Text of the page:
Henry told the Shipley Times & Express that he actually shook hands with George V during the King’s visit to the Front.

The men of the 6th Battalion were in the battle of Neuve Chapelle in May 1915.

The Battalion history gives the following graphic account of life and death in the trenches: “Our men existed for ten days in a vast cemetery where no one had been buried. In front and behind the line, along communications trenches, everywhere putrescent bodies!

“The parapets were built up with them they served as directing points to dugout and sentry posts and even helped to give direction to patrols across no man’s land.

“The heavy sickly stench, which could be felt miles away, lay like a cloud over the trenches where the men ate and slept.

“The heat during May was terrific, men gasped and sweltered under it and the ration of tobacco and cigarettes soon gave out.

“Amazing that there were no cases of disease, but everyone was very fit and hardened. A peculiar callousness to the dead came over everybody. Their bodies were rifled for useful parts of equipment, matches, cigarettes...”

Henry was promoted to the rank of corporal in March 1916 and was shot in the foot the same year. He was discharged on July 24, 1917 and given a pension of 15 shillings a week for six months.

He returned home to Shipley. Henry Boldy had a wife, Emma Thornton and by 1920 there were two daughters, Doris and Mary. He became a local cricket umpire.

He also re-enlisted, twice, first with the Royal Field Artillery in October 1920 and then with the 6th Battalion the following month. He actually served for a few months before he was found out and discharged in April, 1921.

He was motivated by “ignorance not ill-intent”, officers of the 6th battalion concluded.

Thomas Simpson Firth, son of Mr and Mrs Peter Firth of 6 Moorside Road, Eccleshill, joined the King’s Own Yorkshire Light Infantry (KOYLI) on his 18th birthday.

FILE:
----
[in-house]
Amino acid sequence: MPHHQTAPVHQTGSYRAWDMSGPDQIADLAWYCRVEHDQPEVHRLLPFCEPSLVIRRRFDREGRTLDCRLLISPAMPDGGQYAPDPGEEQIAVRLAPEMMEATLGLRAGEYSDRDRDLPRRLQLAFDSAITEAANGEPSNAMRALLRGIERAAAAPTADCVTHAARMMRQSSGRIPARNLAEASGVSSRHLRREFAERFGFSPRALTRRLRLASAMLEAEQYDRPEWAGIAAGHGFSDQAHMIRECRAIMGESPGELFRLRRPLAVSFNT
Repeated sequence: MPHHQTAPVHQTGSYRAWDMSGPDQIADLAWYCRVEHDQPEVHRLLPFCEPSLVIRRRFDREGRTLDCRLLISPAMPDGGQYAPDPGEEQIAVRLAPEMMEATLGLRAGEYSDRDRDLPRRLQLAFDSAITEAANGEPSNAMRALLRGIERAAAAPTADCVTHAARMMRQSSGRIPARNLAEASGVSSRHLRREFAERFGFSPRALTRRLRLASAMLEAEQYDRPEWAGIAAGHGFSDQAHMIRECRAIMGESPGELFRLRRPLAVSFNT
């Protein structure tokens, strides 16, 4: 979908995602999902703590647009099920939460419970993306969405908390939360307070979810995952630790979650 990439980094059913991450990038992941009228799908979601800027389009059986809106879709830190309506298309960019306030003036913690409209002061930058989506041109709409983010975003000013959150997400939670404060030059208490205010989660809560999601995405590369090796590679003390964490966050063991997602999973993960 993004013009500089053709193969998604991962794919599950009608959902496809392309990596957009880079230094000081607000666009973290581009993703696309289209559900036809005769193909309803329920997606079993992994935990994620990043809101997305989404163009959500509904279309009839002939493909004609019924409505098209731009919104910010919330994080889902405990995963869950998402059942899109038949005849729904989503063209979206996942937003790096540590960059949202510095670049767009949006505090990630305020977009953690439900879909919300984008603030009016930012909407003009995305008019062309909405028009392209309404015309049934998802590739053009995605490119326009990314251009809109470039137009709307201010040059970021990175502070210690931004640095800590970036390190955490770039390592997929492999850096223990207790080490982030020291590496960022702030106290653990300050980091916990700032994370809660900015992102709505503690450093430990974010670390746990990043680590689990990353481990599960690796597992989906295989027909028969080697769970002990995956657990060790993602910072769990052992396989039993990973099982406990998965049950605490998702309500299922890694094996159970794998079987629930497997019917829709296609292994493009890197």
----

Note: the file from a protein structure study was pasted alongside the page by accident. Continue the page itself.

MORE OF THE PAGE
He was stationed at Portobello Barracks, Ireland, when Britain declared war on Germany.

In August, 1914, Ireland was still a single entity under British rule.

According to the Bradford Daily Telegraph of October 8, 1914, Thomas Firth was the first man from Eccleshill to be killed in the war. The newspaper said he was among the first to be drafted to Belgium as part of the British Expeditionary Force to try to repel the advance of the Germans through that neutral territory.

He was killed at near Mons on August 26, 1914, during the brief but intense battle at Le Cateau in which two KOYLI men won the Victoria Cross: Major C A L Yate and Lance Corporal Frederick Holmes. Yate later cut his throat in captivity.

British casualties that day were 7,812. They were part of a rearguard action by an estimated 68,000 troops whose job it was to halt the advance of about 160,000 Germans. They did, for a while. Concentrated and accurate rifle fire over a range of anything up to 500 yards took a terrible toll of German soldiers.

The action took place from about noon to 5pm. After it was over, two KOYLI battalions mustered only eight officers and 320 other ranks. A battalion consisted of between 800 and 1,000 men.